For example - 'received one or more shots in arm in theatre' is differentiated from 'received one or more shots in buttocks in theatre'. I would have thought combining those, and perhaps also including immunisations immediately prior to deployment, might possibly have suggested immunisations were a significant factor. And combining the various exposures to pesticides might have been useful.

    It's quite messy and difficult. I wonder what their future papers with more medical investigations will report.
    It was nice to see a good level of respect for the difficulties the veterans with GWI have endured.
     
  6. Hutan

    Hutan Moderator Staff Member

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    Just by the way, Table 3 gives the list of symptoms, and they look awfully like ME/CFS to me. Here's just one domain , covering unrefreshing sleep, fatigue and something that could very easily be PEM.

    Screen Shot 2021-11-12 at 7.15.03 PM.png
     
    Peter Trewhitt, Wyva, janice and 2 others like this.
  7. Mithriel

    Mithriel Senior Member (Voting Rights)

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    After reading the comments in the NICE document I have become very aware of what researchers and doctors consider CFS or ME/CFS to be.

    The only thing in the table that could be specific to ME is feeling unwell after exercise but while that could be PEM it could also be a way of describing heart disease or lung disease or even MS or RA.

    Basically, they are describing a situation where fatigue is constant and debilitating and I now believe that this is exactly what doctors consider ME to be and why they think CFS is the better name with CFS/ME thrown in to appease the patients.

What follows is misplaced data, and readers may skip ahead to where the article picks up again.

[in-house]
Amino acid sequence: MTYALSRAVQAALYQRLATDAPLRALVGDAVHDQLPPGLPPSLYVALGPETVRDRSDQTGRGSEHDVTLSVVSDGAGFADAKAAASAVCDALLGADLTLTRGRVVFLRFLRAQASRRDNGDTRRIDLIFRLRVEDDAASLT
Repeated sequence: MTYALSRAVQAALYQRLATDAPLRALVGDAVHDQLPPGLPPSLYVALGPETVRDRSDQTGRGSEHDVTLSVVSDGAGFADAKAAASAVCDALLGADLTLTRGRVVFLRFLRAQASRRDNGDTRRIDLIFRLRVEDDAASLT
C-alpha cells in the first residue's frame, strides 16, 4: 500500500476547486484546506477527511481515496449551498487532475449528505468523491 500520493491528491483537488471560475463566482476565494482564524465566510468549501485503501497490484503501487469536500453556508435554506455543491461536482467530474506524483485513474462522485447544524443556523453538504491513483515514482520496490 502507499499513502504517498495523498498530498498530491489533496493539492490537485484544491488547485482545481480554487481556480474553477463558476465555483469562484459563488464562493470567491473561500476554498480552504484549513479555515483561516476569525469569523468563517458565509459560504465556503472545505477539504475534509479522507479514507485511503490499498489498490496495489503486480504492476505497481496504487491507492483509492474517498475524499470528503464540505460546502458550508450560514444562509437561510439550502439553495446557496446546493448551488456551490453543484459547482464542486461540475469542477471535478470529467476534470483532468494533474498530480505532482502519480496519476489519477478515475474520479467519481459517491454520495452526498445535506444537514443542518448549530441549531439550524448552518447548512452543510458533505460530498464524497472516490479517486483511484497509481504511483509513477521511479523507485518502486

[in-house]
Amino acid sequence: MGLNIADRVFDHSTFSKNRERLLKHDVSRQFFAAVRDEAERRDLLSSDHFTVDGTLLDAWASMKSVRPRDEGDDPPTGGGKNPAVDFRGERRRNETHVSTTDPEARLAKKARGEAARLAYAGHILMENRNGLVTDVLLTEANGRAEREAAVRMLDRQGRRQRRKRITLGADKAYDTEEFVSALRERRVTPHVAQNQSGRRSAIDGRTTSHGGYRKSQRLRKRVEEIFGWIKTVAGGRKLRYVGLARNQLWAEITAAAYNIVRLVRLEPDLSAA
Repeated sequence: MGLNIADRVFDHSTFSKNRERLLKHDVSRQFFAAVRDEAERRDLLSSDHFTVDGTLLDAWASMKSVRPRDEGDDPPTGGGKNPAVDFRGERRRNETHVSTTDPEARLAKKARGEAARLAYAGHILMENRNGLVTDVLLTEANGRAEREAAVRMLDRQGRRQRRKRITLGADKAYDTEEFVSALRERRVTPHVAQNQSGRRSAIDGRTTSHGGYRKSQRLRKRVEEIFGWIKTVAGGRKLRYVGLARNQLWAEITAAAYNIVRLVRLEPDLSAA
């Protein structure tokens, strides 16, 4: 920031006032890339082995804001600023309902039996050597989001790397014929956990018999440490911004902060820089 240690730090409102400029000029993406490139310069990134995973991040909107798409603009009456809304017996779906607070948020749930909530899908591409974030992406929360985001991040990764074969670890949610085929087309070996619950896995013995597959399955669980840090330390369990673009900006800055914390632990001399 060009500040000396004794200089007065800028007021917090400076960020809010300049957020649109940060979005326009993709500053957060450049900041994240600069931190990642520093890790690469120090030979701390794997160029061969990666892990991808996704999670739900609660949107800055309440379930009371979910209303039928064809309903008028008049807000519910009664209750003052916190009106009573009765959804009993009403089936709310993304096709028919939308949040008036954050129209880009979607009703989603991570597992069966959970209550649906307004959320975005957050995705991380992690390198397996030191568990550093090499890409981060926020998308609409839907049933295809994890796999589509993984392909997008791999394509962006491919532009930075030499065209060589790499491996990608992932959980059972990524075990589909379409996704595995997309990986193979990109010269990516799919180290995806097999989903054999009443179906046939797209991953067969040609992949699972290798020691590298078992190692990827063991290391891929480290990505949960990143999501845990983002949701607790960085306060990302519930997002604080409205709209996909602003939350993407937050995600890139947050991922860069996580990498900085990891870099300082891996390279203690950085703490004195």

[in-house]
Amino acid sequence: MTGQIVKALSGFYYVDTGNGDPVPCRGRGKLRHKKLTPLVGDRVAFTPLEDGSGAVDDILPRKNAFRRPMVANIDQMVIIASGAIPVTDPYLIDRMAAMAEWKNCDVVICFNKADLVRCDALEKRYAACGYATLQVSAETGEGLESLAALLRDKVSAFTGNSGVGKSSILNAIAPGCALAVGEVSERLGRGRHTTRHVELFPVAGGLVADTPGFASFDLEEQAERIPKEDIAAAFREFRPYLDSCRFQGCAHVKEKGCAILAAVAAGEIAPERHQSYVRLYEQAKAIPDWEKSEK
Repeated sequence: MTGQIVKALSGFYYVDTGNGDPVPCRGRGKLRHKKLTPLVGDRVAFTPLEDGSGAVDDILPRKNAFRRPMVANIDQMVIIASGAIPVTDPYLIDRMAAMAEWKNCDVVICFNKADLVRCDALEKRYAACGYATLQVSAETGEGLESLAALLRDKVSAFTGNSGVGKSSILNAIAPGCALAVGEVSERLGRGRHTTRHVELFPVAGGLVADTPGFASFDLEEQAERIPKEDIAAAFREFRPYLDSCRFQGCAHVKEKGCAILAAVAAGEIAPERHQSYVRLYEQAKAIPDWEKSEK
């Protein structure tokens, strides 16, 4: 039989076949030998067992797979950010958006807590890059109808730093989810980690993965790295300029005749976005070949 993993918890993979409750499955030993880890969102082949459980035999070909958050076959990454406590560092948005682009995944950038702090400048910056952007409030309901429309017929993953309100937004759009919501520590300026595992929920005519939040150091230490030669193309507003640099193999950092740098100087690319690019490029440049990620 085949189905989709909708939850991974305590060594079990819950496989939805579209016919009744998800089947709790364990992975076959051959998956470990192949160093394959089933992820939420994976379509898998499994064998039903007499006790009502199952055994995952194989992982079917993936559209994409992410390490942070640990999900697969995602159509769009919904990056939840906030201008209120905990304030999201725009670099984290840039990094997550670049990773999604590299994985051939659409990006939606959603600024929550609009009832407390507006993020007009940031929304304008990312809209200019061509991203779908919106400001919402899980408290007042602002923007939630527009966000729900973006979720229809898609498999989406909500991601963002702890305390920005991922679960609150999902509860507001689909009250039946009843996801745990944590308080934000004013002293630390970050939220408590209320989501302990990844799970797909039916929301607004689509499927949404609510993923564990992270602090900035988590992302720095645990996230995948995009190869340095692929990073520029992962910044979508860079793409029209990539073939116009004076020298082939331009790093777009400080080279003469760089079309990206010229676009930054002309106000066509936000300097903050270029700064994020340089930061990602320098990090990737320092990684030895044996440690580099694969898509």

We are still in a situation where we suspect it could be ME but no one is asking the right questions to be certain. It is not far from diagnosing chronic fatigue by asking how often people use the lifts instead of climbing the stairs. We are forced to read between the lines of everything and it is just not right we should have to do it. The fact that many of us are so good at it has actually pushed the field forward and I admire the people who can do that.

    This is another point where the research and diagnosis is confused. If they are just looking at how many areas of pain there are, how is it possible to differentiate between fibromyalgia and the widespread pain of Myalgic (the clue is in the name) Encephalomyelitis. A doctor told me that at the Royal Free patients hit the roof when they were touched and I have been in pain in some part of my body constantly for over fifty years.

    The association with fibro came when CFS was invented and now we have things like POTS added on, even "experts" in the UK claiming that PEM is another disease, instead of seeing widespread pain, dysautonomia and an abnormal reaction to exercise as intrinsic parts of the disease.

    I am sick of this guessing game. On forums and within the charities (up to a point!) we know what ME does to you but it is time researchers and doctors had enough respect for us to accept we know more about what the disease is than they do.
     
  8. Hutan

    Hutan Moderator Staff Member

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    I don't disagree with you that it's frustrating that researchers, and especially researchers deeply familiar with ME/CFS, don't better assess people with illnesses that look a lot like ME/CFS for PEM. They did however exclude people with other obvious reasons for multi-symptom illness. These reasons accounted for 35% of otherwise eligible veterans being excluded from the study.


    Me too. Researchers asking better questions would help, but I suspect that it's only when we have solid biomarkers that we'll really know how similar conditions relate to ME/CFS.
     
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  9. Mithriel

    Mithriel Senior Member (Voting Rights)

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    I agree with you, Hutan but it is the "feeling unwell after physical exertion" that gets to me especially. Surely they could have done better than that. Asking if there are times when there is a delay after exertion before feeling unwell would be very informative. It could hardly add to the cost of the trial to add another question and it makes me wonder if they know this often happens in ME.